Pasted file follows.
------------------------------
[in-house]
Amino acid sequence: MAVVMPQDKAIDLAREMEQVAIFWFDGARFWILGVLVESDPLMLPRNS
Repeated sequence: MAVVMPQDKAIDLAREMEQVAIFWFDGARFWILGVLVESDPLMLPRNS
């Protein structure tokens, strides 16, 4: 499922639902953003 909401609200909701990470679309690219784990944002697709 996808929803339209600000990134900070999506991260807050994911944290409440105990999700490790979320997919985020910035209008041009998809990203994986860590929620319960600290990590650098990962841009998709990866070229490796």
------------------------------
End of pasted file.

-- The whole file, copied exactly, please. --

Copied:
[in-house]
Amino acid sequence: MAVVMPQDKAIDLAREMEQVAIFWFDGARFWILGVLVESDPLMLPRNS
Repeated sequence: MAVVMPQDKAIDLAREMEQVAIFWFDGARFWILGVLVESDPLMLPRNS
């Protein structure tokens, strides 16, 4: 499922639902953003 909401609200909701990470679309690219784990944002697709 996808929803339209600000990134900070999506991260807050994911944290409440105990999700490790979320997919985020910035209008041009998809990203994986860590929620319960600290990590650098990962841009998709990866070229490796």